Florid. 0 30 SsS!S? State u Texas Tech. Texas may have to scramble to
SKS? B**** 8 **** 3 SS&F u "in it by 13 points.
Georgia Tech 26 Baylor 14 At last year s Sugar Bowl opponents, m,
Houston 27, oklahmTstate i 6 Arkansas and Georgia, are right up near the OY LE
ISSfsiate II Bri'iham 1 Young u *P a 9 in in the national rankings and its ICtSSP^
fS££ state U f!£X? U no surprise. The Razorbacks, big 41-point M MjfaL.ra
ls"u St,te 30 met' is favorit e over Tube, are ranked second, MWa MIPUFIvM >
Louialayi Toch |o |iS Cardin. 6 "bile Georgia, no. 3. has a bit more of a 1127 W. University Ave.
Miami (Ohio) 30 western Michigan 12 problem with Clemson. However the
MSSS sw.o U M"* 0 3 Bulldogs are the upper-dogs by 18 points.
& SJISSfr fl liKT* ] T'he fm! headliner of the day matches 11 PITCH CPI 5
Navy 22 Boston college 21 4th-ranked Auburn and Bth-rated Tennessee.
North S carciina st 17 ISyfand & M *6 We're talking Southeast Conference again in In the Mall
SK2 Daloe S KSff 18 *** IS this one, and if the power quotients are right
Ohio u tote 23 Minnesota 17 they are once in awh the Tigers should
ouahoma 40 Pittsbug, o clip the Vols by just three points. II All HI ATIAiIC
Pennsylvania 26 Buckneii 6 Oklahoma ranked sixth and Notre Dame Rilm|nl| | Rlnj
princettm* 6 IS SSSS? 17 The Sooners will have an easy IWI 11
SouthCarolina 28 North Carolina l? ime Pittsburgh, winning by 40. The
foutfcem cai 42 Northwestern 17 Irish, however, run into a familiar nemesis, O
Temple 23 wn/Sarn & Mary 19 20th-rated Purdue. The power quotients are I | K
Toledo MaiSwu* ch o close, but well go with Notre Dame by six.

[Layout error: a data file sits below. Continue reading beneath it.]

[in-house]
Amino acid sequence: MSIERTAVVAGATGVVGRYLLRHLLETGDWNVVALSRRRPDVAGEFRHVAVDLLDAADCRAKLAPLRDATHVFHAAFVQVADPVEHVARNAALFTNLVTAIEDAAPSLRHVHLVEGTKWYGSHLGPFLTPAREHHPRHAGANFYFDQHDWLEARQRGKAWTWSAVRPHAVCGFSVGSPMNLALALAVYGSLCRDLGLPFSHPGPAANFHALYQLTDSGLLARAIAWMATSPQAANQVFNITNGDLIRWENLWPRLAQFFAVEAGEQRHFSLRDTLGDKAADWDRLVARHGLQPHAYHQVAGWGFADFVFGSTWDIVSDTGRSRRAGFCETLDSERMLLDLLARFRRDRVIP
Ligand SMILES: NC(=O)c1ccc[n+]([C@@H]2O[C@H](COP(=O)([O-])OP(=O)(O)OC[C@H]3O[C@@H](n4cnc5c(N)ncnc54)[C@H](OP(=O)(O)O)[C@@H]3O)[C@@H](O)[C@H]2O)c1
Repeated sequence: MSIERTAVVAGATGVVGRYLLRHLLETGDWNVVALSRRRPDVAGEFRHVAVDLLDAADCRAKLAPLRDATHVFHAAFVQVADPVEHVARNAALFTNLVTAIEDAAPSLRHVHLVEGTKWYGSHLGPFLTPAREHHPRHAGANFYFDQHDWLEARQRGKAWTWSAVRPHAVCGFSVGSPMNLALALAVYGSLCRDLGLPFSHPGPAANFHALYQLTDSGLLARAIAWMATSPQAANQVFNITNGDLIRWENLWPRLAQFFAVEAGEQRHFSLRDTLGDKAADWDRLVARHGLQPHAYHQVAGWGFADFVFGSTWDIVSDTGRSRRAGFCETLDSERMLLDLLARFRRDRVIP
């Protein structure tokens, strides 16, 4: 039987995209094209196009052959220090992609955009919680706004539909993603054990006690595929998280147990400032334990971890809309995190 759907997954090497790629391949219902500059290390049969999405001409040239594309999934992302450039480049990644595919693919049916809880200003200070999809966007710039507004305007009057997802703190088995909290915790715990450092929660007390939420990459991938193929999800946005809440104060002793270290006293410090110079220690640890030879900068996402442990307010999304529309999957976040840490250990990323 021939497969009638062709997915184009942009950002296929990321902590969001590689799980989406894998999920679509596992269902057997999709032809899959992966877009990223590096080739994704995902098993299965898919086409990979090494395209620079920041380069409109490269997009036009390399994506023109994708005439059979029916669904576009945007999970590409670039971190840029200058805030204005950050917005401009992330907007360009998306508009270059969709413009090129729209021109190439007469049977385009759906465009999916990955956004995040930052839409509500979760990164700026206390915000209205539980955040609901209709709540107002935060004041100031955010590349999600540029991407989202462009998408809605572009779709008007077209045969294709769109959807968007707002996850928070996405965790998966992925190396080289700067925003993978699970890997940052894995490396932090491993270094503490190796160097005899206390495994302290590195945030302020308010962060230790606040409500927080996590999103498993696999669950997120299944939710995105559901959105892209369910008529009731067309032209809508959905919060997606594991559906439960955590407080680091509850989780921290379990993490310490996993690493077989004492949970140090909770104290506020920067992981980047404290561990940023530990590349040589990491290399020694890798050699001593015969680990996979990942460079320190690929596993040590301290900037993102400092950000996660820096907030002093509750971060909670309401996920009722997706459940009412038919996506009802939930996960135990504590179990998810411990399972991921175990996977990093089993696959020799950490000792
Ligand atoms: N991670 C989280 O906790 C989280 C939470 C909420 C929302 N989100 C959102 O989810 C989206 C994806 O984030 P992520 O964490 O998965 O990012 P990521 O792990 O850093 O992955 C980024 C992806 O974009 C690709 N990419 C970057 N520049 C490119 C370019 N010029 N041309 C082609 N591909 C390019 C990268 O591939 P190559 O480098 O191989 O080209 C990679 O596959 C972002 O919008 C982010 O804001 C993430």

u£h LA 3 state 1 A surprbing member of the elite group
W* 27 wake Forest (though actually it shouldn't be a surprise) b | ImIVFDxITY
Washington state 17 lowa 14 Arizona State. The 9th-ranked Sun Devils |||l| V LRJII I
West Texas 28 Northern Illinois 16 u WaeiW
west Virginia 27 Tuiane 6 whupped Minnesota by more than the
vise hita 35 expected margin last week, and they should
Other Games South and Southwest het by Oregon State Saturday ... the spread II A I I
Arkansas Tech 20 Arkansas A& M 7 is 13 points. Hg\ I I
Austin 20 Maryville 18 | If \ L
Biuefieid 19 west va. Tech 7 Two West Coast powers, U.C.L.A. and
Camon-Nowman g &SBU Hon,y Southern California, are rated 11th and 14th
Chattanooga 3? v^SSST* o"' 0 "' Tora ' respectively. The Uclans just may bury fj C
£'" gS***.,. poitns, and the Trojans will be 25 points too
Florence zz Delta state 7 , .. mm m m m m
Georgetown 21 North Park 12 toygh for Northwestern. r II 11 W
&r Rhyne 3 SSSS 1 *" 22 And speaking of Ohio State, the Bucks TAfVIE
Morehead 27 M?ddieTennessee l? *be Horned Frogs of T.C.U. in Battle
. 3 ISSrSf. Arkansas iS " 1 !? r ' 9 Th T** l ball says Ohio |||||/N r
Randoiph-Macon 30 Washington & Leo 7 State will beat the Texans by 18 points. glu Us V
Sam"'Houston 27 Tarieton 7 Big Eight power Missouri canto through VV I IVw Cm
iTKSfsi.na 3 20 barely unscathed in its first outing, and they
TS A 1 3 !$ *< k P " hb week. The U/U/N
JJSt S vst.to 3 SS" S loth-rated Tigers will drop lllinob by 24 WrlU
Western Kentucky 22 Austin Peay 16 points.
WILL OPEN MONDAY SEPT. 29.
APPLICATIONS MAY BE PICKED UP
IP | j ( -
This Valuable Space AT THE STUDENT PUBLICATIONS
y ;-i
FORSALE BUSINESS OFFICE IN THE REITZ
Call 3921683 UNION. ALL APPLICATIONS MUST
Florida Alligator Advertising Office BE RETURNED BY SPM OCT JO*
-
... . .